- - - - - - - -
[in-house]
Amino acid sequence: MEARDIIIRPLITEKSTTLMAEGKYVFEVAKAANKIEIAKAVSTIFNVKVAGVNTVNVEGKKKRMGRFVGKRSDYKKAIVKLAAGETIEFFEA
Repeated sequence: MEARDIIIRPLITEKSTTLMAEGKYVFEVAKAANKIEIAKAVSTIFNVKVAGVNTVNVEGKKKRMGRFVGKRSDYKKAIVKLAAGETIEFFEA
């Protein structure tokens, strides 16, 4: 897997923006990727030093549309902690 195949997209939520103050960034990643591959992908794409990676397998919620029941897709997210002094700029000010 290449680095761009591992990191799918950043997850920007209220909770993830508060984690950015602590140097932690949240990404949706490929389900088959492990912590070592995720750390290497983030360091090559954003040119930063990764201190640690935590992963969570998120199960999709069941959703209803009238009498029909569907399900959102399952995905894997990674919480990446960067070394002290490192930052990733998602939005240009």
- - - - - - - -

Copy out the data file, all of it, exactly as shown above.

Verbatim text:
[in-house]
Amino acid sequence: MEARDIIIRPLITEKSTTLMAEGKYVFEVAKAANKIEIAKAVSTIFNVKVAGVNTVNVEGKKKRMGRFVGKRSDYKKAIVKLAAGETIEFFEA
Repeated sequence: MEARDIIIRPLITEKSTTLMAEGKYVFEVAKAANKIEIAKAVSTIFNVKVAGVNTVNVEGKKKRMGRFVGKRSDYKKAIVKLAAGETIEFFEA
């Protein structure tokens, strides 16, 4: 897997923006990727030093549309902690 195949997209939520103050960034990643591959992908794409990676397998919620029941897709997210002094700029000010 290449680095761009591992990191799918950043997850920007209220909770993830508060984690950015602590140097932690949240990404949706490929389900088959492990912590070592995720750390290497983030360091090559954003040119930063990764201190640690935590992963969570998120199960999709069941959703209803009238009498029909569907399900959102399952995905894997990674919480990446960067070394002290490192930052990733998602939005240009």